The book discusses how to make weather warnings most effective through communication and partnerships. Warnings are the result of a process from weather observations to weather forecasts to hazard forecasts to socio-economic impact forecasts to warning messages to decisions on how to avoid or mitigate the hazard. The book offers a framework across government, private business, civil society and the voluntary sector, and it emphasizes decision makers as the primary recipient of the warning and forecasting process.
The chapter that HRD scientist Rob Rogers co-authored, titled “Predicting the Weather: A Partnership of Observation Scientists and Forecasters,” describes how forecasts are the foundation of much of the information needed in weather warnings. To be useful, they require knowledge of the current atmospheric state as a starting point. The chapter looks at the methods used to predict weather and the resulting demands for observations, exploring the wide variety of sensors and platforms used to obtain this information. There has been a long history of close collaboration between sensor and platform designers and meteorologists that has produced observations resulting in spectacular advances in forecast accuracy. However, the latest high-resolution models require new approaches to obtaining observations that will require new and different collaborations. Examples are presented of partnerships in space observing and in aviation, a demonstration system from Canada, and the use of testbeds and observatories as environments for progress.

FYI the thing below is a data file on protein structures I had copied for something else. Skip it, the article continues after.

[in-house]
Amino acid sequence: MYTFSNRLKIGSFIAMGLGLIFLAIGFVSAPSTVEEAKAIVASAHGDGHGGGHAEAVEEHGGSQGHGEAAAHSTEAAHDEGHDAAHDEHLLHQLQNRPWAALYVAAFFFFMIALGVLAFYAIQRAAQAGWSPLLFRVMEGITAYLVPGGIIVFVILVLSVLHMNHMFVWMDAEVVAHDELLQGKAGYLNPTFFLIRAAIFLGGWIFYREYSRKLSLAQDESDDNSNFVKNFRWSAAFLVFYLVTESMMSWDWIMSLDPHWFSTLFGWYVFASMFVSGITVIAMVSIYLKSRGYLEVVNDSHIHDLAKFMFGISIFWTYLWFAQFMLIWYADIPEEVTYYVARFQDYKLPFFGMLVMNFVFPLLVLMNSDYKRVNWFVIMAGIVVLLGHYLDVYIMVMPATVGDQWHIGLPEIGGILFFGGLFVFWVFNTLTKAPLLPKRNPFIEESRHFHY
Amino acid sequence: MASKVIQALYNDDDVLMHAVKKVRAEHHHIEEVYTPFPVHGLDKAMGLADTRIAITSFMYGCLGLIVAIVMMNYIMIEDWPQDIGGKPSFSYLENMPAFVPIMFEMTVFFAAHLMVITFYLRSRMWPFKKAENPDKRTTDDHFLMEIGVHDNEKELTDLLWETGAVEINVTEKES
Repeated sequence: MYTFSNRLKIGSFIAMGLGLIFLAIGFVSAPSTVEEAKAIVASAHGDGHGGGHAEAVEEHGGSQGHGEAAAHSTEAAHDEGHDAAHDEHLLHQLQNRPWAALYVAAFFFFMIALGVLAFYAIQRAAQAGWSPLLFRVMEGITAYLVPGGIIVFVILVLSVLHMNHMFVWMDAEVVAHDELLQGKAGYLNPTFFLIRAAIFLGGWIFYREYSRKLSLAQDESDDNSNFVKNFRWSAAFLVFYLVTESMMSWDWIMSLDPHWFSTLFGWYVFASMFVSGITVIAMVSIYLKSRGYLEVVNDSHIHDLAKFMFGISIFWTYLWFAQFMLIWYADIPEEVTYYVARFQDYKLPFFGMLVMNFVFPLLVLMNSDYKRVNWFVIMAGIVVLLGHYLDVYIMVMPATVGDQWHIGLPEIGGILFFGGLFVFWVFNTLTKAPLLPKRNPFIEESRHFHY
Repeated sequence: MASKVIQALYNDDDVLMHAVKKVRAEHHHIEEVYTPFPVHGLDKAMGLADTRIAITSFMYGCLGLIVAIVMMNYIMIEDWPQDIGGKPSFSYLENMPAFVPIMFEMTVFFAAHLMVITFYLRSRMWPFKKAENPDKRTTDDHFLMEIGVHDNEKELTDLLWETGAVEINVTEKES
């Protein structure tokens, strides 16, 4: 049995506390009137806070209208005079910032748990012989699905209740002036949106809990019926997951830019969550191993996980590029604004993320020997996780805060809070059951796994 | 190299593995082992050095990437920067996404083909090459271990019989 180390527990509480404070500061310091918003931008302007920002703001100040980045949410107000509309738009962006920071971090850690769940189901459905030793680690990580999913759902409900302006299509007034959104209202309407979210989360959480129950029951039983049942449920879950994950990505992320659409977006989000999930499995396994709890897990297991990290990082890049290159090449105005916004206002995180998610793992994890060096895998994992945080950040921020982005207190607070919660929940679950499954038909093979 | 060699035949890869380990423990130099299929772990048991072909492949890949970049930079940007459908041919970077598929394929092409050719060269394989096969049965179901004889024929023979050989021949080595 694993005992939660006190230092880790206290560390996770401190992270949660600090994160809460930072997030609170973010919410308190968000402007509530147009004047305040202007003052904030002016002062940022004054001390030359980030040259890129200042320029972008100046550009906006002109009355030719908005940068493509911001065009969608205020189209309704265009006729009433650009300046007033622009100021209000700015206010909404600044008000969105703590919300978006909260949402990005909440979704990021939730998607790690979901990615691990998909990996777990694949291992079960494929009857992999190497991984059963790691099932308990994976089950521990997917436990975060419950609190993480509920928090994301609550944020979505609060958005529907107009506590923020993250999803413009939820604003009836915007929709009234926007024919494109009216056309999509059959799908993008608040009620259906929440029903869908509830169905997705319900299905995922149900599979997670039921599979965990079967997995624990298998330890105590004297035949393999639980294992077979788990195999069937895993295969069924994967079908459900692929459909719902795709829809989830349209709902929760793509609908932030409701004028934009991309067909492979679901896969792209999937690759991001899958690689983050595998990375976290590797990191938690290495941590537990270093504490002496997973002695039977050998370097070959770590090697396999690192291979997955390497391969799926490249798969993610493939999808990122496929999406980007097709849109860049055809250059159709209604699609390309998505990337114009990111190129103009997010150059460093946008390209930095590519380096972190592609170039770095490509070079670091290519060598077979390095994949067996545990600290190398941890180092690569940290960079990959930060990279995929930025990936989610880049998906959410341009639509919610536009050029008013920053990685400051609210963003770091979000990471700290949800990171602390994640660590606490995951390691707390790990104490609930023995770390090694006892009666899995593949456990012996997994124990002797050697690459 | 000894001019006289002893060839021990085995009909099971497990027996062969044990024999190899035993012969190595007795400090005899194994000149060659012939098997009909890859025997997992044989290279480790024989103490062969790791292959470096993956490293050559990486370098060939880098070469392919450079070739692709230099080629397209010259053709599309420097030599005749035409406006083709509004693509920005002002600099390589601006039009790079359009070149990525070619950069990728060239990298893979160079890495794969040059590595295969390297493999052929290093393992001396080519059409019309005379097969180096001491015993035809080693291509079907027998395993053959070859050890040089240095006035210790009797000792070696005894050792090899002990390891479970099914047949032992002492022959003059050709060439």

The entire book can be found online at https://link.springer.com/book/10.1007/978-3-030-98989-7 For more information, contact firstname.lastname@example.org..
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